Vachon Yule log shortage part of gov’t plot to lower NB obesity rate

Vachon Yule log shortage part of gov’t plot to lower NB obesity rate

Ottawa — New Brunswickers are noticing this year that one of their favourite holiday treats has all but disappeared from the shelves of grocery and convenience stores. The Vachon-brand Yule log is a tradition for many in the province, and its sudden absence is forcing Maritimers to go without, or to travel to Quebec and purchase it there.

An investigative journalist from The Manatee uncovered the truth about the shortage over the weekend: the federal Liberal government has purchased and hoarded all Vachon cakes that would normally make their way to the East Coast, ensuring none end up in the already-chubby fingers of the residents of New Brunswick.

“OK, yes, you got me,” said Prime Minister Justin Trudeau, over our weekly Skype call on Sunday. “I’m all for freedom of choice and personal independence, but have you seen the typical New Brunswicker? It’s just not healthy to be that fat. And frankly, that one tiny province is driving up the national obesity average and making us all look bad.

“So to that end, we’ve locked the cakes in a warehouse in Ottawa until we decide what to do with them. We may burn them for a cheap fuel source — who knows.”

But New Brunswickers will stop at nothing to get their mitts on the sugary, satisfying Vachon logs.

“It’s weird — people who won’t go to the gym once a week because it’s too much effort will book a hotel, take time off work, pack up the car and drive to Quebec to get this treat. The psychology of it is quite interesting,” said Carolyn Matheson, M.D., a family physician in the Moncton area.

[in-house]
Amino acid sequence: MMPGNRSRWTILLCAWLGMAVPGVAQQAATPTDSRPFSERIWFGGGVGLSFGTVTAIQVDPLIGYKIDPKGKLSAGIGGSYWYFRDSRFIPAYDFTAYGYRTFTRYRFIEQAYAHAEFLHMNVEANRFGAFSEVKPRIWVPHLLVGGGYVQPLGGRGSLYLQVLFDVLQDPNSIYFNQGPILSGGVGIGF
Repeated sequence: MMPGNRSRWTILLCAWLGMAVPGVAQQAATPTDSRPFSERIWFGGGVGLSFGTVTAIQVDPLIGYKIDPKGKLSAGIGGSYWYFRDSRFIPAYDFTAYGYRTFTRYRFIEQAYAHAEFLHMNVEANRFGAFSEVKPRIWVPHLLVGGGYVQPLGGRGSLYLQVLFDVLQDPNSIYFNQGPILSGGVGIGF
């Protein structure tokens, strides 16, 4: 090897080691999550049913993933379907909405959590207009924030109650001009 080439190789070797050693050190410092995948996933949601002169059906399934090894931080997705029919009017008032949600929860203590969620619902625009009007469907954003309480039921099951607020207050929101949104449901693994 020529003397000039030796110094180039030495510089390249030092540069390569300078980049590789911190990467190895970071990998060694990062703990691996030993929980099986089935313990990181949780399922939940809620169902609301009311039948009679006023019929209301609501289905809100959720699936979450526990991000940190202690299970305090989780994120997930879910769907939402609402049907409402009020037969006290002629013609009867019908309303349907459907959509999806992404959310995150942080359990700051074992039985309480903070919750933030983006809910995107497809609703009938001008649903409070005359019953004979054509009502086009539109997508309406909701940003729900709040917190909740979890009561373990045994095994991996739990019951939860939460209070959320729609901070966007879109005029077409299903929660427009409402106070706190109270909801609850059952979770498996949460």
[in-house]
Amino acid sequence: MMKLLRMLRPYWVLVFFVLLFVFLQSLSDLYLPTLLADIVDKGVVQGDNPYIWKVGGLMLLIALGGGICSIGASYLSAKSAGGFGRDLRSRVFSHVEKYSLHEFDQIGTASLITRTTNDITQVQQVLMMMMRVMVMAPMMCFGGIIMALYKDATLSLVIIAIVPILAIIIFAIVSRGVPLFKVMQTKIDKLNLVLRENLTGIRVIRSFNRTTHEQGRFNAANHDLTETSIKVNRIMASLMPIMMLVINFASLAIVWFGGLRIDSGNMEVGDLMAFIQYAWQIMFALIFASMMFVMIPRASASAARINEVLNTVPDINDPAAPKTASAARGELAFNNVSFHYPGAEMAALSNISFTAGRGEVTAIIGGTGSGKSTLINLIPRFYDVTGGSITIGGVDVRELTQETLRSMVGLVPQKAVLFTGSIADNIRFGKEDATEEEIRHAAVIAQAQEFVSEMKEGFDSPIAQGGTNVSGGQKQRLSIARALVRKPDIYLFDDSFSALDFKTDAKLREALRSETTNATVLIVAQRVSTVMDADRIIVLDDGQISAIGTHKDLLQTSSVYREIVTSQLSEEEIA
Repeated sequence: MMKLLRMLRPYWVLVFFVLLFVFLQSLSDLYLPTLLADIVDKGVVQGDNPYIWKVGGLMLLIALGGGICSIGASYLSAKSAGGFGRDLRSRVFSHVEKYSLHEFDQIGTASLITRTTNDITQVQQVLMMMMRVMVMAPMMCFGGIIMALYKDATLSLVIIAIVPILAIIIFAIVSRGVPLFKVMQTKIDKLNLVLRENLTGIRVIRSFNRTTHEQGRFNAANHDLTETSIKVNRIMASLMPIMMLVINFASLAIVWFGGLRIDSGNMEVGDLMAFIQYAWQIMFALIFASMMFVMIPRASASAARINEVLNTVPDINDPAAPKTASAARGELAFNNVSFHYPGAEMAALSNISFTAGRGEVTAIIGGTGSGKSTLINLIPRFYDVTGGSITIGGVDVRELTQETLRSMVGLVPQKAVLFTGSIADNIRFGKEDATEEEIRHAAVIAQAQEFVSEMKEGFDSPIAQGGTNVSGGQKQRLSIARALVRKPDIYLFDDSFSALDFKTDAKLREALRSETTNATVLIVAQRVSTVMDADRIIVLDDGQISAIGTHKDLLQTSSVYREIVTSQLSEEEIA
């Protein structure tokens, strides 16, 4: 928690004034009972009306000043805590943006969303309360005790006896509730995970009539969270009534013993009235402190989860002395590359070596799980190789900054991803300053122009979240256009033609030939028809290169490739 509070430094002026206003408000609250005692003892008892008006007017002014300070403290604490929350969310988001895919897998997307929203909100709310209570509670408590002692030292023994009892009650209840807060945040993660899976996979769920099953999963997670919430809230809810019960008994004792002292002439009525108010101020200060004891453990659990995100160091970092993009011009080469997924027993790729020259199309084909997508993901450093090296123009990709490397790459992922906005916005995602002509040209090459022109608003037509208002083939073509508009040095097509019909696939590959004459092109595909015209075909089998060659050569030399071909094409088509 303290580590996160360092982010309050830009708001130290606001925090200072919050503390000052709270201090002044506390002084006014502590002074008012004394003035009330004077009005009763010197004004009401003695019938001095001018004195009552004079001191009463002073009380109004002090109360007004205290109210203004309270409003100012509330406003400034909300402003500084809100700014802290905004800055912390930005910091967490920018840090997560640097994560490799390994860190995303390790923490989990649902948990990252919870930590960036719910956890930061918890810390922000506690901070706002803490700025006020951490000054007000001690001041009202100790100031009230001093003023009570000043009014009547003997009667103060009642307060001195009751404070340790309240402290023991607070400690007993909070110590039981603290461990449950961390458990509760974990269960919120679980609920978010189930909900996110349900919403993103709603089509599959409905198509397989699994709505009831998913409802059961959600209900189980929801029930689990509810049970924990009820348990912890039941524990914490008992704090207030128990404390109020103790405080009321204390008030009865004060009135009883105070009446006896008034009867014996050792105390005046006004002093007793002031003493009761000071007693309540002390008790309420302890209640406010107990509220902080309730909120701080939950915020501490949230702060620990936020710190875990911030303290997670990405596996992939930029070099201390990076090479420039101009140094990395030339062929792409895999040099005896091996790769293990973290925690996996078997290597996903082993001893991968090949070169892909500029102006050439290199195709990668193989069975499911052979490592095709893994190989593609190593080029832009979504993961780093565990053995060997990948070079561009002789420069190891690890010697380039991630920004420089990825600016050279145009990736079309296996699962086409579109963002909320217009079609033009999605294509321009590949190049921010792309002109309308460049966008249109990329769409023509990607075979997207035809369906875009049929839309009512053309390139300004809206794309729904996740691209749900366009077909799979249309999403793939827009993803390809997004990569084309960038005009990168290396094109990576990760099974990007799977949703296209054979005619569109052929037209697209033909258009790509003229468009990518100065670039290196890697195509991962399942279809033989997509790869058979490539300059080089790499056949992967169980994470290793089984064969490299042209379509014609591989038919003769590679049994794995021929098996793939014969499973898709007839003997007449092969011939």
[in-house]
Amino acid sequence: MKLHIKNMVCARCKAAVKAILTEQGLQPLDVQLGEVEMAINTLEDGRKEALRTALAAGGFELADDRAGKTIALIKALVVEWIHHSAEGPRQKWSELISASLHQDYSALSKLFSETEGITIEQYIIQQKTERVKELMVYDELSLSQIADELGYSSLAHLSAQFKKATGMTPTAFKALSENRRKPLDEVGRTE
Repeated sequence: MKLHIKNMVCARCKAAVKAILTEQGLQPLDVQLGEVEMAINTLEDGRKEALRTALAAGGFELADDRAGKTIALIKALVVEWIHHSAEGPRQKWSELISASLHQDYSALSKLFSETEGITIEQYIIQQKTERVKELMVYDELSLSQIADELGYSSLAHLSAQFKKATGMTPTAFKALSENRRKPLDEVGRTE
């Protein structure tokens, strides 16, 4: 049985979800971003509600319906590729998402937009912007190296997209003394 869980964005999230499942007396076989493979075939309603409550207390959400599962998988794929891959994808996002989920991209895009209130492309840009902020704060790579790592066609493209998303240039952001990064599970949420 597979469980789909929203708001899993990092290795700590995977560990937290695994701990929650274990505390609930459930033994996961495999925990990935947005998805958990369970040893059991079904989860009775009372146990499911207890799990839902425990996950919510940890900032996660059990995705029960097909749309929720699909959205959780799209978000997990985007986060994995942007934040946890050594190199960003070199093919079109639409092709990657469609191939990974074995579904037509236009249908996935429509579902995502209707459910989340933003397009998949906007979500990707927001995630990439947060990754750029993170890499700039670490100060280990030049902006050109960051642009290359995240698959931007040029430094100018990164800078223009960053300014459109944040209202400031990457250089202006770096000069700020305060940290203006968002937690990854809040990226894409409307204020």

“People just want what they can’t have. It’s not like it’s a traditional food for that many people around here, but as soon as New Brunswickers became aware of the cake shortage, they decided they simply couldn’t do Christmas without it.”

Matheson says she deals with a staggering number of families who are unhealthy and unwilling to change their ways.

“The child obesity rate is at 30 percent, and the adult obesity rate is almost at 70 percent. Isn’t that crazy?!” she exclaimed. “More and more I’m seeing people in their 20s with Type 2 Diabetes, or in their 30s having heart attacks. I don’t think taking away this one confectionery item is the solution, but it could be a good start.”

New Brunswickers, unsurprisingly, don’t care about their health.

“First they take our chocolate milk out of the schools, and now our Vachon log cakes. What’s next — Chicken Bones? Garlic fingers?” hollered Gordie Olsen of Miramichi. “Where does it end? Has Tru-dumb even tried one of these Vachon cakes? I bet he did, and he just friggen’ loved it, and now he’s hoarding them all for himself up in his castle, the greedy bastard.”

Editor’s note: We had not, in fact, revealed the federal government’s plan to Olsen at the time of the interview. He jumped to that conclusion entirely on his own.


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